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do you guys and gals find it easier and/or more enjoyable, to lead than to follow when you're riding with someone-most of the time? does it matter either way for you?

i don't mind most of the time when my husband leads but i have to say, when i don't have a bike in front whether it's him or not, it's so much more fun for me, especially if twistys are involved. i like to look around when i ride, when it's safe to do so, and when i'm following i tend to focus/fixate on the bike and the line that he's taking that it detracts from my riding experience. but the weirdest part is that this doesn't happen every time we ride. now, a lot of times he's just so far ahead of me when twistys are involved that my point is moot, lol. he's got some skilz. but, when he's behind me he tends to 'smell the roses' because he's not 'killing' the road ahead of him.
and yes, being a daughter of eve, i can tend to be a control freak and realize this probably plays into part of my thinking. and let me just say, i love riding with my husband-it's one of my very, very favorite things to do on earth. :thumbup:
 

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I can do either but when riding with my wife I am usually leading. She doesn't like leading in general even though I encourage her to do so and seems to like being behind me.

..Tom
 

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The best for me is to follow.

Especially when I'm alone following my own initiative.

I will generally avoid group riders larger than four bikes.

When I'm riding with just my wife, I like her to lead and set a pace most comfortable for her. The problem is when she doesn't know where we are going.

In larger groups, which I am increasingly growing to dislike, I prefer to not lead. When I do, I'm never sure if I'm setting to fast or slow a pace, so I tend to err on the side of the lowest common denominator. I also feel a tremndous responsibility, especially in pointing out tricky intersections and potential threats.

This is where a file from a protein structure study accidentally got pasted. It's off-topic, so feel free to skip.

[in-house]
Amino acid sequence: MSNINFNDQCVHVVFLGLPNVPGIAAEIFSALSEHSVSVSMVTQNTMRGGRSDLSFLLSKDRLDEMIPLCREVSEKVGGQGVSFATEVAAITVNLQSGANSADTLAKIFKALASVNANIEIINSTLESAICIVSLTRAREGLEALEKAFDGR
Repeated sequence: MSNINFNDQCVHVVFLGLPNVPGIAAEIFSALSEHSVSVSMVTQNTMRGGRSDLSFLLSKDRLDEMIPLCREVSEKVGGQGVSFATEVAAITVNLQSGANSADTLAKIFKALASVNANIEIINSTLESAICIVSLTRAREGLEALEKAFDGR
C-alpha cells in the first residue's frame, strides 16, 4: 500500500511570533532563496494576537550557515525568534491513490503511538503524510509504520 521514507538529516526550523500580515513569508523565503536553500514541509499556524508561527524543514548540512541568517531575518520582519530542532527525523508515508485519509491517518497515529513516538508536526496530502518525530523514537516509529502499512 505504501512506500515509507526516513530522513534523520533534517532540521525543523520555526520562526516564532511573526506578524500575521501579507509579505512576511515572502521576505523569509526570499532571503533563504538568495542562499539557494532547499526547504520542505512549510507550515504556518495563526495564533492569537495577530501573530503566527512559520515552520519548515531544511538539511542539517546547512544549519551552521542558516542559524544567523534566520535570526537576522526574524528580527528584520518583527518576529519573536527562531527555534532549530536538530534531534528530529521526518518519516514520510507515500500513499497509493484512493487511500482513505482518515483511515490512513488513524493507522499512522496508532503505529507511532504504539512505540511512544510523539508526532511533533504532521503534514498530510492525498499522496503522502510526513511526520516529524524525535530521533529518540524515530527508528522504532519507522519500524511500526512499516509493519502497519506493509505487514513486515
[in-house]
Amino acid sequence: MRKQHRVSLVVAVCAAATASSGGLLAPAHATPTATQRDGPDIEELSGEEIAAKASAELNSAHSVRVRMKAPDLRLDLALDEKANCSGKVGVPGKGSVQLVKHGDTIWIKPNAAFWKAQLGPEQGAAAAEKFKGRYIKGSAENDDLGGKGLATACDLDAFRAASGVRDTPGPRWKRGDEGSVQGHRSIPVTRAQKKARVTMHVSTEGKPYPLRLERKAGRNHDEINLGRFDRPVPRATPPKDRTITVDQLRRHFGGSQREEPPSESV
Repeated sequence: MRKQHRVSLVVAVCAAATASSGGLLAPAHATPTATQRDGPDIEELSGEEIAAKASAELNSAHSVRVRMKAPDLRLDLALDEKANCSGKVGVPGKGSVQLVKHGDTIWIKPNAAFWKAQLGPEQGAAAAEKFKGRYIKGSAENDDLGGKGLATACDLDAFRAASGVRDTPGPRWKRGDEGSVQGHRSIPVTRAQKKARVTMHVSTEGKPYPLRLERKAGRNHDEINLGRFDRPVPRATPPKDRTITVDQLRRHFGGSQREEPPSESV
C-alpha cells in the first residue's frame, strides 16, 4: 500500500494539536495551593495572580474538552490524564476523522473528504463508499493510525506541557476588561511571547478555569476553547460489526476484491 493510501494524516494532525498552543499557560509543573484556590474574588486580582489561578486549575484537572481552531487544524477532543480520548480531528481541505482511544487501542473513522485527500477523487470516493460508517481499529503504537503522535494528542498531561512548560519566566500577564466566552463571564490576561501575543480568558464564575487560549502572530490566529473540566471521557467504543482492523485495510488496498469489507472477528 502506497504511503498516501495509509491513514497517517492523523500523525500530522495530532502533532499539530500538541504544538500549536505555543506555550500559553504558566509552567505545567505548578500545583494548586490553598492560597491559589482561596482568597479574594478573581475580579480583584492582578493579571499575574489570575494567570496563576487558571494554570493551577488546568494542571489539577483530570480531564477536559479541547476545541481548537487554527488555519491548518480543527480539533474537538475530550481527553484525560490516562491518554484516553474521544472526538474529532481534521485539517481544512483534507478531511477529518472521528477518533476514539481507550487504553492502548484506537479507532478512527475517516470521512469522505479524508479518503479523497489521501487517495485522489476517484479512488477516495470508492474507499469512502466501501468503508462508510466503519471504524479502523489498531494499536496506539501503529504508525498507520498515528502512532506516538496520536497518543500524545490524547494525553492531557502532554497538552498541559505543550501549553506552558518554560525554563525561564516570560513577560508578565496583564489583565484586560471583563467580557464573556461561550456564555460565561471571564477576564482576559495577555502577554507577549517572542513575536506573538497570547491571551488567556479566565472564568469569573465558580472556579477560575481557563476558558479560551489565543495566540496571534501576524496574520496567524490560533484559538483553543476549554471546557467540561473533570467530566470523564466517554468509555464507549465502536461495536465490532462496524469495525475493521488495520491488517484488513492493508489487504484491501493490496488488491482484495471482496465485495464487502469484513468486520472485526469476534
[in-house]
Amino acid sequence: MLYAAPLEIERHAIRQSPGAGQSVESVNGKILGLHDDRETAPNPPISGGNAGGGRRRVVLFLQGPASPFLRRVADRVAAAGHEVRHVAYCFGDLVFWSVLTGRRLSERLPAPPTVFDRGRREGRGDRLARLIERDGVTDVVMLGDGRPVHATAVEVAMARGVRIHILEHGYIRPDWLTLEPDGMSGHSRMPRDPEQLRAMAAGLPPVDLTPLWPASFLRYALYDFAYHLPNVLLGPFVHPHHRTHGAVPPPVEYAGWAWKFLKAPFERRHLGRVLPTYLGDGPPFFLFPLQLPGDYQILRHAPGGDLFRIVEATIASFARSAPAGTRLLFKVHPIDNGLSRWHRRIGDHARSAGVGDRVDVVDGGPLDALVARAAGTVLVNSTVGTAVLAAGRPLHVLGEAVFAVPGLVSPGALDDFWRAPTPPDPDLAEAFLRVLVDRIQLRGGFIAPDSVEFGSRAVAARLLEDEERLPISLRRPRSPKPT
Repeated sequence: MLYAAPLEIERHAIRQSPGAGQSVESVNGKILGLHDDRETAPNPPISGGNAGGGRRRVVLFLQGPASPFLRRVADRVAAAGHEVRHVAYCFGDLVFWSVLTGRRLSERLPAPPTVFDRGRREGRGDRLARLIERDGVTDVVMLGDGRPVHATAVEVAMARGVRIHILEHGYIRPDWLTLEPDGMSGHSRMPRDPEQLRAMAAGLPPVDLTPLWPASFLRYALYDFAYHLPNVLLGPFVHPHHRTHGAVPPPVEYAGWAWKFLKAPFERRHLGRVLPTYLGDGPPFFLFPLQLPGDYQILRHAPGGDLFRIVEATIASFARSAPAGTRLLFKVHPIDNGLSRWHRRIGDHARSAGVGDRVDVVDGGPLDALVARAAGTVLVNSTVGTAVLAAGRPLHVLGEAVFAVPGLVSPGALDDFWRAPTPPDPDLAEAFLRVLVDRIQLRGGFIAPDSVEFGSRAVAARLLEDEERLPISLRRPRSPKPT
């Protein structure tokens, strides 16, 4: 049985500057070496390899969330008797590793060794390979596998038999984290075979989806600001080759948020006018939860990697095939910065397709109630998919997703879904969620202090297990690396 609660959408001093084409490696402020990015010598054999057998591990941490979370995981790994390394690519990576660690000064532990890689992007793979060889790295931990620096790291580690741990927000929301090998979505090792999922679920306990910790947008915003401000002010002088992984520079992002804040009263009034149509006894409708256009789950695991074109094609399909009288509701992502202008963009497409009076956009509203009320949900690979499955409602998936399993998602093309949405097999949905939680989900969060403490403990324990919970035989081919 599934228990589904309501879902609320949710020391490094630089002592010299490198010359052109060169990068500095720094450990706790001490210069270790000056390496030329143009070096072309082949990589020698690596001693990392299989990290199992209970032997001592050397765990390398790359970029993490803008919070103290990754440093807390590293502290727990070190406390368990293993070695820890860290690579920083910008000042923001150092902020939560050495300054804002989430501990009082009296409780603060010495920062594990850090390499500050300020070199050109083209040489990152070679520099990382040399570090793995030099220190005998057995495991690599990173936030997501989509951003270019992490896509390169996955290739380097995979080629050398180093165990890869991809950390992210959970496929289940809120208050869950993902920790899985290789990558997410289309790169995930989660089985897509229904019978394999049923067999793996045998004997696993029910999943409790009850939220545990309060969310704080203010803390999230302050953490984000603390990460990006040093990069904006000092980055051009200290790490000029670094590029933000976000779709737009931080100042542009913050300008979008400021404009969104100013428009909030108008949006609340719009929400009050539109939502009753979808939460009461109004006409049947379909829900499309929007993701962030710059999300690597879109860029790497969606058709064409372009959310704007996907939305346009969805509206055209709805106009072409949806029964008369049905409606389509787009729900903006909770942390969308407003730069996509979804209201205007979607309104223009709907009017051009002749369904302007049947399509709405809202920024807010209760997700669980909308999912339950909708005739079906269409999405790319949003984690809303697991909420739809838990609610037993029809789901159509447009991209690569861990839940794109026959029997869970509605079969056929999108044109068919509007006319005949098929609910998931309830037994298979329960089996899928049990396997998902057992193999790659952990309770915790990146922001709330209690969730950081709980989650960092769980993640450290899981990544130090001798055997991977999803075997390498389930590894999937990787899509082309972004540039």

I witnessed what can happen when a large group feels an obligation to maintain a pace set by a rider more concerned with his riding skills than leading skills.
 

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I've only ridden with a group of other riders twice, in the middle of the pack, and I didn't like the feeling at all. Too much swerving, too many differing skill levels. If I had to be in a group, I'd rather be in front, but mostly I'd prefer to ride by myself, or with one or two other riders at most.
 

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If you're not in the lead, the view never changes. :)

None of my friends ride street bikes, so on the road, I ride solo. But when we ride dirt bikes and such, I normally get nominated to lead. It is more work, and I must do ok, since they always want me to lead, but following someone that isn't used to leading isn't fun.
 

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I like the third option, get out of the way.
 

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With some groups I end up leading. With the fast guys, I'll follow...at my pace.
Generally though I think if you are always leading you may as well be by yourself. Then you don't have to worry about someone else at turns and fuel stops or pleasing someone else with the pace or itinerary.
 

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Ditto

I can do either but when riding with my wife I am usually leading. She doesn't like leading in general even though I encourage her to do so and seems to like being behind me.

..Tom
Exactly our situation. Why is that?

Just glad she likes to ride. The intercom makes it much safer and a lot more fun, especially when exploring or poking around unfamiliar areas.
 

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I would rather follow, more relaxing for me, and I dont have to worry if I am going the speed the group wants to go.
 

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Makes no difference to me as long as the riding style is similar.
Same here.

I usually ride alone but I was fortunate to befriend a good group of riders both here and in Utah with whom I really feel comfortable riding with. Leading or following? I really don't mind, as long as I'm comfortable with the riding style of the group... otherwise I simply wouldn't be riding with them.
 

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I don't mind leading as long as I know where I'm going. As far as following, that really depends on the leader. I've been on rides where the leader is very conscious of the people following, rides at a comfortable pace and makes sure everyone sees the turn-offs.

I've also been on rides where the person leading wanted to ride fast. Much of the time, ETR and I were on our own, so it was like riding by ourselves.

Personally, if I'm leading and I want to play in the curves, I will take off, as long as people know they don't need to keep up if they don't feel comfortable doing so. I will always wait at a turnoff.
 

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Depends on the situation. If I've organized a ride it usually turns out I'm the only one who knows the route so I have to lead. But leading is harder because you want to make the ride fun for the others while considering their skill levels and safety.